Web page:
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• One other scout I talked with who has been following the Rockies all spring is betting on Manny Corpas eventually to be the closer there.

One reason is that Corpas is having a good spring, as he appears to have found the movement and command again that made him such an effective pitcher a couple of seasons ago.

The other reason is that Huston Street hasn't looked that great in camp. His velocity has been gradually ticking downward since his rookie year in 2005, and he's sitting at 88-89 most of the time this spring, with his slider at 82-83 and a bit flatter than it used to be. It caused this scout to conclude that even if Street wins the job at the end of camp, he may not hang on to it during the season.

"I think the A's used him up, and spit him out," said the scout.

It seems like a clear handcuff situation, if it wasn't already, and Corpas appears to be getting overlooked a bit too much in the endgames of both mixed and NL-only leagues.

• Speaking of the Rockies, Franklin Morales appears to have bounced back enough that he could be a factor in NL formats again this season, especially when he's likely going to be available in the reserve rounds. Part of Morales' blowup last year was due to a back problem that he didn't disclose to the team and tried to pitch through. That took a lot of the life off his pitches.

He's looked more like the Morales of 2007 this spring, even if his velocity has settled into the 90-91 mph range, rather than the 92-94 of the past. His low-70s curve has good depth again (though he needs to get on top of it more consistently), and he's not tipping it anymore with his arm action. He didn't throw many changeups in the outing I saw, but has incorporated into his arsenal what appears to be a new cutter in the 84-86 mph range that shows some promise. He's repeating his delivery much better and is back to his old aggressiveness in attacking hitters. He's the leading candidate to fill out the back of the Colorado rotation, and there could be some quiet value here.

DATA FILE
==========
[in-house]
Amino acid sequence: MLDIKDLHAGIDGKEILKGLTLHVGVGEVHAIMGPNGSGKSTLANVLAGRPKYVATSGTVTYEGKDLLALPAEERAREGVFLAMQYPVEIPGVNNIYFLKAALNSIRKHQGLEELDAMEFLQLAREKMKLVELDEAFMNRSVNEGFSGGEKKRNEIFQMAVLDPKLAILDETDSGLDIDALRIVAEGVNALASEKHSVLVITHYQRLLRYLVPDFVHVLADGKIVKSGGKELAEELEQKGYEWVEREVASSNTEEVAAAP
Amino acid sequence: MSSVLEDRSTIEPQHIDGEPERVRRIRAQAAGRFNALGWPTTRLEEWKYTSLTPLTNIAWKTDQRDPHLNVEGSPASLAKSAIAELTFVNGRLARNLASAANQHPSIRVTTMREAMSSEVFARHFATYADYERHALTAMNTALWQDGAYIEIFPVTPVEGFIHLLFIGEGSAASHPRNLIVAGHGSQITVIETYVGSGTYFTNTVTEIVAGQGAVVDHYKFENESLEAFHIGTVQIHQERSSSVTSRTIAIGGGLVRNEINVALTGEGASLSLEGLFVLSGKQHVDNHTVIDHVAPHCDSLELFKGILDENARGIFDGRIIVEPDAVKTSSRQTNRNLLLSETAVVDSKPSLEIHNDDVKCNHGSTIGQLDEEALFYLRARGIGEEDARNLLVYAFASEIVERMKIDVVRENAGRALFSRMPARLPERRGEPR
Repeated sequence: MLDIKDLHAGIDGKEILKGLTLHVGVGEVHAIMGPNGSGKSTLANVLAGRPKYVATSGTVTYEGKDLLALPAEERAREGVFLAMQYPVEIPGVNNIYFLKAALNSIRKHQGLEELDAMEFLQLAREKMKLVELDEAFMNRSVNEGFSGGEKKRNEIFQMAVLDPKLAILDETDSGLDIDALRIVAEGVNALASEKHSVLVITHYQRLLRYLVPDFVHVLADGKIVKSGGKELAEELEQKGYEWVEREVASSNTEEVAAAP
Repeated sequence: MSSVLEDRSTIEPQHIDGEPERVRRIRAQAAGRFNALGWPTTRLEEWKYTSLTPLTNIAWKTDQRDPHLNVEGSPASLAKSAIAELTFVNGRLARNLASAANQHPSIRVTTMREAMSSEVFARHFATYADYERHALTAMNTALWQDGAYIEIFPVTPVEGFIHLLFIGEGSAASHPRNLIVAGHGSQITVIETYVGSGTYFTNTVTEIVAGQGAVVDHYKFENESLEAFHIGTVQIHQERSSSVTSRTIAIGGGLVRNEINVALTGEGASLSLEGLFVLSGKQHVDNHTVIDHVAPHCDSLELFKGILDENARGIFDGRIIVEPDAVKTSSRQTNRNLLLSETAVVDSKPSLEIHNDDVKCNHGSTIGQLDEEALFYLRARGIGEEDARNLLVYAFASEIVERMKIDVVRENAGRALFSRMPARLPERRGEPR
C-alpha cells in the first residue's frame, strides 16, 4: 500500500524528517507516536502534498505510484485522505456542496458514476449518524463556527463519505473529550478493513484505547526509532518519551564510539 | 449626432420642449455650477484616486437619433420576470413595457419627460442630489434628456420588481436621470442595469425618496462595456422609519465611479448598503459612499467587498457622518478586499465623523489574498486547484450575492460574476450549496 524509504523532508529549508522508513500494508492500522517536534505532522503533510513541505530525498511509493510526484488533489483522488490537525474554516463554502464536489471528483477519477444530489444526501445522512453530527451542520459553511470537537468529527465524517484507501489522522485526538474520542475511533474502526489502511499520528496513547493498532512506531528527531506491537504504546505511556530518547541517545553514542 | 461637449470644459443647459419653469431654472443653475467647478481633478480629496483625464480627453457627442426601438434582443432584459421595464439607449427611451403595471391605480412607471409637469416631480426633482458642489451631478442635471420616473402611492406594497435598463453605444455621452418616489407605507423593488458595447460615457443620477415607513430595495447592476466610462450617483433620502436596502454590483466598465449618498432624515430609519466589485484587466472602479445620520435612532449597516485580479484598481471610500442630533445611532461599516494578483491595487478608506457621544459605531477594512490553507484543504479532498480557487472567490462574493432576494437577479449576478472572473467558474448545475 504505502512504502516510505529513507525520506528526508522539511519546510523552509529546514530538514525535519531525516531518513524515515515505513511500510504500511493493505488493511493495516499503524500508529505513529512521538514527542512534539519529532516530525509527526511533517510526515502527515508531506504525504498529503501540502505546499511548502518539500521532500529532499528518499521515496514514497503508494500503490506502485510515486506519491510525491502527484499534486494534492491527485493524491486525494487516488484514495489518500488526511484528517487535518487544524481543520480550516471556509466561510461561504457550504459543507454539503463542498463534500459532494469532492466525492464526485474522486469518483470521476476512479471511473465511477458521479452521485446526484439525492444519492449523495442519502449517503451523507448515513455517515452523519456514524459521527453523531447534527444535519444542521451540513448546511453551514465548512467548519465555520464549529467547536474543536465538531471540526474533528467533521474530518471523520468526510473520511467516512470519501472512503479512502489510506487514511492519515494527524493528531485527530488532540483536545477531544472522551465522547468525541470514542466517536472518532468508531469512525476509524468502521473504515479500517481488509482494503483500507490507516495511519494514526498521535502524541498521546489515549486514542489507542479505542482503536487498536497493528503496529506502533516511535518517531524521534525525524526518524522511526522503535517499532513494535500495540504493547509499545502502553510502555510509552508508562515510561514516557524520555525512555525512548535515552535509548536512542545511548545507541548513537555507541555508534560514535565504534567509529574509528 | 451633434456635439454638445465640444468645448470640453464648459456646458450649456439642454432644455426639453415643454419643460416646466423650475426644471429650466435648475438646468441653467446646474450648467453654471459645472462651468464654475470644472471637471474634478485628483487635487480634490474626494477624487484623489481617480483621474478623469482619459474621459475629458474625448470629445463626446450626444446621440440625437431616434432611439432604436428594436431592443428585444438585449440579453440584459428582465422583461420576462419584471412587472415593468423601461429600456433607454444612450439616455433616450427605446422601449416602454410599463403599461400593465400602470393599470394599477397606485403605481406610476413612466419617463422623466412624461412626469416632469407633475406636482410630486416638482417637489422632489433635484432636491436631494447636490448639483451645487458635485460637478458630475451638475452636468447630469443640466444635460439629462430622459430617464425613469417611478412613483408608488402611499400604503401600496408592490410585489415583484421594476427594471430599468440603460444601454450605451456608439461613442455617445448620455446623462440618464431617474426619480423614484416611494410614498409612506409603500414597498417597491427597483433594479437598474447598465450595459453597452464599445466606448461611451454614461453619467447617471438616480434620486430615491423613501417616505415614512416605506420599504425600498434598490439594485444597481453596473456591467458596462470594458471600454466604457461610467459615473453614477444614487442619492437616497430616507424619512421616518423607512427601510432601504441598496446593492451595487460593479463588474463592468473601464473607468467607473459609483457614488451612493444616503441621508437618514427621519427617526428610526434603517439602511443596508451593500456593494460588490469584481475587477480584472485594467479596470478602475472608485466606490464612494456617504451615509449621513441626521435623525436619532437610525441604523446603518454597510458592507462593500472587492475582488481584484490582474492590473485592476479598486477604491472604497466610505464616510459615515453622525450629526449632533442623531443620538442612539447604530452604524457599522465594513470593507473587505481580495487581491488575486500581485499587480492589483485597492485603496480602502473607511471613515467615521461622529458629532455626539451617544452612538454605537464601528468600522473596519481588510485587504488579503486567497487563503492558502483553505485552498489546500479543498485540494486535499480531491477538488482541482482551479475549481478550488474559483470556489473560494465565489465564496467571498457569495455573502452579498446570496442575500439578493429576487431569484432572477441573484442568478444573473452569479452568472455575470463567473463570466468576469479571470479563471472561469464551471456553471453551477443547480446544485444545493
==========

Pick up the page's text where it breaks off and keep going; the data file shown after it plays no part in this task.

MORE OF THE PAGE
More from Grey

Jason Grey is on location at spring training in Arizona. To see his scouting reports on Chris Young, Jason Schmidt and two top Giants pitching prospects, log in to ESPN Insider.Insider

• A sleeper who should be available in the endgame of AL leagues is A's starter Sean Gallagher. He has a lock on a rotation slot, and his 5.15 ERA last year should come down significantly.

Gallagher threw four scoreless innings against a D-backs split squad this week, throwing 88-91 with good sink and hitting his spots. Though he's capable of dialing it up on occasion, he'll settle into the 90-91 mph level and still be effective given the quality of his secondary stuff. His mid-70s curveball flashes plus, and his mid-80s slider (which is really more of a cut fastball) is a pitch he put back into his repertoire last season with promising results. He also has a changeup, which he predominantly throws to lefties, that is useable in a four-pitch mix.

Gallagher's raw ability was good enough to strike out eight batters per nine innings last season. As he settles more into the big leagues, he should cut down on the walks a bit, especially as his walk rate trended down in each of his past four seasons in the minors, and his delivery is relatively clean.

Gallagher has a chance to be a bit better than most people expect this season.